Jonathan, aside from just being a spectacular writer and friend, is also a top notch blogger. And his bit here on writing process really served as an ah-ha moment for me. While it’d doubtful that I’ll ever be quite as methodic as him, having a little more structure in my process will, no doubt, go a long way. No, you don’t have to adhere 100% to an outline. But doing work ahead of time, especially when you know your life is hectic and unpredictable, means that you spend less time in the Zone of Meh. Y’know, where nothing happens.
While Jonathan uses Tumblr, I prefer Pinterest. But other than that, in starting work on Bone Dust (Men In Black meets The League of Extraordinary Gentlemen in the Old West) I’ve decided to lean more on process. At the moment, I’m fleshing out characters, and making little profiles for them. It’s a bit like assembling the party in D&D, and so long as I don’t get too formulaic with it, it’s no big deal.
Even cooler? I used to pooh-pooh process folks because there was no chance to be surprised. But that’s not how it works. In fact, I was just as shocked and surprised while fleshing out Jennie Cain’s rough profile, below, as if she had burst into a scene unannounced. A chimera? What?
Mrs. Cain — Jennie Cain says she’s a former madam, but she isn’t. She just tells people that because it’s easier than the truth. The truth is that she’s a mixed blood African/Navajo and is her own twin. She’s a chimera. That means she shares her body and soul with someone else, whom she refers to as “the Mister”—and she is “the Missus”. Jennie is whip smart and clever, with a killer aim, and Araby depends on her implicitly when they get into trouble. She’s also a horse speaker, so when it comes to transport there’s never an issue if she’s around. The Mister appears in the evening, when Jennie sleeps, and regales the group with songs in Navajo, and has been known to guide them on a spirit journey when the need called for it. The Mister is also the conduit through which Nascha Chee communicates with her team.
Visual: Medium height, dresses in men’s clothing. Round face, black eyes, black and silver hair. Darker skin. Long braids, and some Navajo insignia.
So yeah. If you want a career as a writer, it’s not just about figuring it out. It’s about figuring it out all over again. And leaning on your friends. And using the right tools.
Just a quick note to say that chapters 1-3 of Pilgrim of the Sky are now up at my YouTube page. Expect the audio only files a little later this week.
I’m having a blast doing the reading, and it’s been a great opportunity to revisit the book. Stay tuned for the whole story!
Having just finished Watcher of the Skies, and considering that its predecessor (I won’t say prequel–because technically the second book is a prequel… and a follow up, but not a sequel…) is a little more than two years old, I thought I’d be a little daring. I was supposed to record an audiobook of Pilgrim of the Sky. But then I got pregnant. And recording an audiobook with a baby just doesn’t work. I felt awful, and have been thinking of ways to make it up ever since.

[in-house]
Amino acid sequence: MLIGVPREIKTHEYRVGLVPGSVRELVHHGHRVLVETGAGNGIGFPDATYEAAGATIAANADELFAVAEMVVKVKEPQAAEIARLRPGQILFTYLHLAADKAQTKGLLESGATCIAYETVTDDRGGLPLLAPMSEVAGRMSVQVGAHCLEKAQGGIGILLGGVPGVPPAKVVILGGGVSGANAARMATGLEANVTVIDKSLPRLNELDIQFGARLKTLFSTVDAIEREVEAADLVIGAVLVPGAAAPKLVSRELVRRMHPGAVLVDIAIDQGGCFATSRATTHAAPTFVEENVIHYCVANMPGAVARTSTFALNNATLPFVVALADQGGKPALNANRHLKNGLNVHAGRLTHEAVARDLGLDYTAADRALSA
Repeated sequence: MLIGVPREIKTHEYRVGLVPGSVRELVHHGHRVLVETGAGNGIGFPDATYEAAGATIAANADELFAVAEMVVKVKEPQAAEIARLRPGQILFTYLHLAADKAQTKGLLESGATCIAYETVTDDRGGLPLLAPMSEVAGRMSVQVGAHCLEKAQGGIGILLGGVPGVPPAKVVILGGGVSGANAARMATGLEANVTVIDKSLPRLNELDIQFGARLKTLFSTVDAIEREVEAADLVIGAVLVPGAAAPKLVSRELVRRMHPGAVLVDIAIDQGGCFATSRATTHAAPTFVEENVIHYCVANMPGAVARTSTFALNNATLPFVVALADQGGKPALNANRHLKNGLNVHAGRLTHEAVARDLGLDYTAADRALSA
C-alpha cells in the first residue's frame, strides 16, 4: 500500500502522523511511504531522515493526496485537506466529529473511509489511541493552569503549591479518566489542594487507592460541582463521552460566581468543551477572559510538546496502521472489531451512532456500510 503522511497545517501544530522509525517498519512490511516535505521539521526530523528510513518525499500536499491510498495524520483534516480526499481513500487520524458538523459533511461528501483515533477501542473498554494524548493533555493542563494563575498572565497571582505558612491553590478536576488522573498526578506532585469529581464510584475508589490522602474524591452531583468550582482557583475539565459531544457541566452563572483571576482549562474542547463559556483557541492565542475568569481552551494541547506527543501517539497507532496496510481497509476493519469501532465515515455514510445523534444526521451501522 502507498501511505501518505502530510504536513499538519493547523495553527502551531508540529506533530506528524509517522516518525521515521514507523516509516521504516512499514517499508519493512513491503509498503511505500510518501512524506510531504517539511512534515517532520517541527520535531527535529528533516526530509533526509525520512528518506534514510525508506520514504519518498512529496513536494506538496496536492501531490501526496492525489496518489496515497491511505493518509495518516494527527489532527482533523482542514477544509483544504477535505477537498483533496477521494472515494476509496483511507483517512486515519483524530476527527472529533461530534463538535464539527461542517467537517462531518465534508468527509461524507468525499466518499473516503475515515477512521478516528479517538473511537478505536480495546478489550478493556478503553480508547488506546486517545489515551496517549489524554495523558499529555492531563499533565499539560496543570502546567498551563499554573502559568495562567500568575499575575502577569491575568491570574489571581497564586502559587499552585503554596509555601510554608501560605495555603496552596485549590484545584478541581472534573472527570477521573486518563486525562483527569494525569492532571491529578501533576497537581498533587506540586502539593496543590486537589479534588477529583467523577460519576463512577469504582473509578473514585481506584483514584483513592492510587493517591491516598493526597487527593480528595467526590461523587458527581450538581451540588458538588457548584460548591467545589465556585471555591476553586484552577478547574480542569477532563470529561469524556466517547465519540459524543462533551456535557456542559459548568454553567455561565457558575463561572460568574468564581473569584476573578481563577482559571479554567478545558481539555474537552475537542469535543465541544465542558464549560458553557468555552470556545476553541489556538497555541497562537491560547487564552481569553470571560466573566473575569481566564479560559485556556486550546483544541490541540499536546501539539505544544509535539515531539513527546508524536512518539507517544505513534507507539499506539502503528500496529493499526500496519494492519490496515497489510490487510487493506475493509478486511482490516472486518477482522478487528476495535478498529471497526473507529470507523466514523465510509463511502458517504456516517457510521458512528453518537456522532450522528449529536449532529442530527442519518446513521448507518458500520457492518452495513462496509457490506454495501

Then it occurred to me. Why not do it LIVE?
So. I am. I’ve recorded the first chapter as a bit of a teaser, and starting next Tuesday (2/4) @ 9pm EST I’ll be broadcasting one chapter every Tuesday and Thursday in February. The book starts in February, so it seems fitting, doesn’t it?
In fact, you can catch the first chapter RIGHT HERE.
Writers. We’re a funny bunch. I fully believe that in order to cope with the general stress and chaos of having many worlds and stories and people in our heads, we impose odd deadlines and limitations on ourselves. We don’t always share these with the masses, and some of them are downright personal. But it helps us make sense of all the fractal patterns spinning around us on a daily basis. Because otherwise I’m pretty sure we’d never get anything done.
I do this quite frequently. And after the nine months of writing drought that came during pregnancy, I wrote a little book called Rock Revival about a fictional rock band. I wrote it, edited it, sent it to beta readers, edited it some more, and then casually set it aside. I told myself that as soon as I finished Watcher of the Skies, I’d pick it back up and get a better look at it. Because at that point, I had zero ability to judge it.
I remember reading Stephen King’s On Writing about a decade ago, and how he talked about this practice. Letting a book go for a while, after it’s finished, and doing something else. I had no specific timeline on Watcher–it was a far slower book than anything I’ve written in a while. But as I finished it, the melodies of Rock Revival started thrumming in my head (not the least of which was because Karen and Michael think it’s the best thing I’ve written to date, and have poked and prodded a good amount on the subject).
So I took out the draft and started reading it. Oh, there were some edits to be made. But what I found as I went through was that I wasn’t editing, or re-plotting, or rearranging. Really, it was just some tidying up here and there. A scene here, a deleted sentence, the removal of a cuss word. And it hit me, in a strange way, that I may have leveled as a writer. It used to be that I was so frustrated with my old drafts that I’d rewrite everything. EVERYTHING. Instead of going through and picking out the bits and pieces, I ripped the entire foundation down and started anew.
Now, I have trunk novels. I think at this point I know them when I see them. And it’s a hard, sad process to realize that something you wrote is never going to be good enough. But it’s something else altogether to step back and take a deep breath and realize… you did a good thing. You wrote something moving. And… weirdly… it doesn’t feel like you wrote it at all. In the time that I let Rock Revival sit, I got a new job. My daughter learned to walk and run, and now she’s having little adorable conversations. The seasons went around once, and then some. I gained a sense of confidence I didn’t have before. And it’s not about sales or markets or any of that junk. It’s just about me. Hey, sometimes that’s what it’s gotta be.